The Marchese Gallery, takes its name of one of the main donors who bequeathed huge collections to the museum. Count Saverio Marchese donated a large collection which was set to be the original collection which started off the museum. The donation was made to the Cathedral Museum in the late 19th century, at the time when the museum was found within the cathedral itself.
The donated collection included a large selection of paintings, old master drawings and engravings. This newly refurbished hall hosts some of the most important panel paintings in Malta dating from the 15th century. The chronological set up leads the visitor to paintings from the 16th century.
Dominating this hall is the polyptych of St Paul. A polyptych is a painting, usually an altarpiece, consisting of more than three leaves or panels joined by hinges or folds. This is the oldest Altar painting in Malta, commissioned by the Cathedral Chapter to one of the most important art schools in Europe – that of Luis Borrassa of Cataluña in Spain (1360-1426). The central piece of the polyptych of St. Paul, shows the enthronement of St. Paul, surrounded by other panels showing various episodes from the life of the apostle of the gentiles.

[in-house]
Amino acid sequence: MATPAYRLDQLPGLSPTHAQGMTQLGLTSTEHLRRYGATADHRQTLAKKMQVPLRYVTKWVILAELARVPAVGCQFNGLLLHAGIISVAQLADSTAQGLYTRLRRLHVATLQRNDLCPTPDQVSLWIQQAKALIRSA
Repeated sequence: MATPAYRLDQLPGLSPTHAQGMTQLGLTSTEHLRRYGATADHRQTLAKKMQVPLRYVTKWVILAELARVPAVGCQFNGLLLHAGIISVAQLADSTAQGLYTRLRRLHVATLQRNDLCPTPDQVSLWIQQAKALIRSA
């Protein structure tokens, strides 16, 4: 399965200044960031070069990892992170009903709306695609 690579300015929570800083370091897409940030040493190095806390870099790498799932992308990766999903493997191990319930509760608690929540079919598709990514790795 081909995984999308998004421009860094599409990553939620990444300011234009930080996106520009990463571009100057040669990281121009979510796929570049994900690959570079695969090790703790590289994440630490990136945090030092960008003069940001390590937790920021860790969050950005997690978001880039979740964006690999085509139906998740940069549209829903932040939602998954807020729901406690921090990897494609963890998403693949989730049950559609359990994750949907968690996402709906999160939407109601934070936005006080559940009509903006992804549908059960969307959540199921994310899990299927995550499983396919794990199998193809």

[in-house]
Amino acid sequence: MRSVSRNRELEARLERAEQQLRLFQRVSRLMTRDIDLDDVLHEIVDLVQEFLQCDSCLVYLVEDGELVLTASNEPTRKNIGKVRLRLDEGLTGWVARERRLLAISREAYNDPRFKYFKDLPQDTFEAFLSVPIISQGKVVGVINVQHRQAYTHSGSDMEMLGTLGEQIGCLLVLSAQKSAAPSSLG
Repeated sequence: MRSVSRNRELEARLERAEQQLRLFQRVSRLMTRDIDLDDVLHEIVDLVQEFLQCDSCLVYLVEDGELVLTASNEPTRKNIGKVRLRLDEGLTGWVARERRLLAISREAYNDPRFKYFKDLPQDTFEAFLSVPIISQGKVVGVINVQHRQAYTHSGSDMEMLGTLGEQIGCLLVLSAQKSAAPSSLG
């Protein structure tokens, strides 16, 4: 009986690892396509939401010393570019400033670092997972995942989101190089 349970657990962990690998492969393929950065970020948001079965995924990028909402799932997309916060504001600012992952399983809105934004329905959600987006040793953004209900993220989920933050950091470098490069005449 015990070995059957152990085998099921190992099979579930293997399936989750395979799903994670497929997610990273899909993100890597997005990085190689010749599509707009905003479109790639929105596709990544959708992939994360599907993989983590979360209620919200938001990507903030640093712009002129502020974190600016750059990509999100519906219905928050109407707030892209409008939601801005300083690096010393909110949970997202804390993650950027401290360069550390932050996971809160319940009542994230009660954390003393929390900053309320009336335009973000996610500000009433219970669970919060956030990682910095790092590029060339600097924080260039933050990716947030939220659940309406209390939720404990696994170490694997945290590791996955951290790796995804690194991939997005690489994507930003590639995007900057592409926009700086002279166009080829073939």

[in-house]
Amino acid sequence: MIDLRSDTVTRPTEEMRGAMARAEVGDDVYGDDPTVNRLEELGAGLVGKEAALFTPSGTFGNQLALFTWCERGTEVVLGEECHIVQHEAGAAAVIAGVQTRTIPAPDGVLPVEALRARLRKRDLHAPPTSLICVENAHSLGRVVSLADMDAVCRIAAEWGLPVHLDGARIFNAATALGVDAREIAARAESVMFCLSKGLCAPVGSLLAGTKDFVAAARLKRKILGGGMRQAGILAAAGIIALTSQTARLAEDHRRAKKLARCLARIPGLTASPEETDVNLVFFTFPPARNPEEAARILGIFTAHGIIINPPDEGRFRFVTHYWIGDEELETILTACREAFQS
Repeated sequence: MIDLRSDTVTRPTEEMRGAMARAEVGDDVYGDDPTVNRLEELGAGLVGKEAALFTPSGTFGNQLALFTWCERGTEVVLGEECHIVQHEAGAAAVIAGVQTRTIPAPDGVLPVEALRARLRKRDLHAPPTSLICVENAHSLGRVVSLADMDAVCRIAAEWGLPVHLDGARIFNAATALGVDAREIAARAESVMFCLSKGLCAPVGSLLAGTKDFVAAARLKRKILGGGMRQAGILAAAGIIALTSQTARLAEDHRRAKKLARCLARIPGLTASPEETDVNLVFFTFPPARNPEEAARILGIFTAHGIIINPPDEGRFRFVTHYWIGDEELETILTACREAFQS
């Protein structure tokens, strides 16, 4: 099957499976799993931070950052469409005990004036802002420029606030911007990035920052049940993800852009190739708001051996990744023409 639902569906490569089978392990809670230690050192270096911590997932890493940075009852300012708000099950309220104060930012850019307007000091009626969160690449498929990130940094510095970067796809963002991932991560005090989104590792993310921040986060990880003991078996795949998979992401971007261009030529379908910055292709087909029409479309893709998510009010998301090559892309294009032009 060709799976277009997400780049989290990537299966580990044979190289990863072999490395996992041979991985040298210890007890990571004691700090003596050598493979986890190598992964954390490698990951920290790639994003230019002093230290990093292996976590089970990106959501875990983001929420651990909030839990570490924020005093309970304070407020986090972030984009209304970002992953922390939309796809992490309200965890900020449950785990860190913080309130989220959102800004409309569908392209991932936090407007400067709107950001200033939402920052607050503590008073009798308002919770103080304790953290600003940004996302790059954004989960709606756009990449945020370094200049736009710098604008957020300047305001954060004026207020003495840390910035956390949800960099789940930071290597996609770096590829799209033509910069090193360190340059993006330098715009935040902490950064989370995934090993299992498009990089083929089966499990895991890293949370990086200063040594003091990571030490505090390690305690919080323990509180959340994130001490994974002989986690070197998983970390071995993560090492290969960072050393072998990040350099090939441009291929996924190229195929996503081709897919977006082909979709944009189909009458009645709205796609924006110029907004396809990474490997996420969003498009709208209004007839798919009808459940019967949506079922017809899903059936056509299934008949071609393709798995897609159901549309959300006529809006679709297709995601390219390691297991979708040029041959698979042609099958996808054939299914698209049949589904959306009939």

Undoubtedly, a city that possessed such an outstanding masterpiece was not languishing in some cultural wilderness.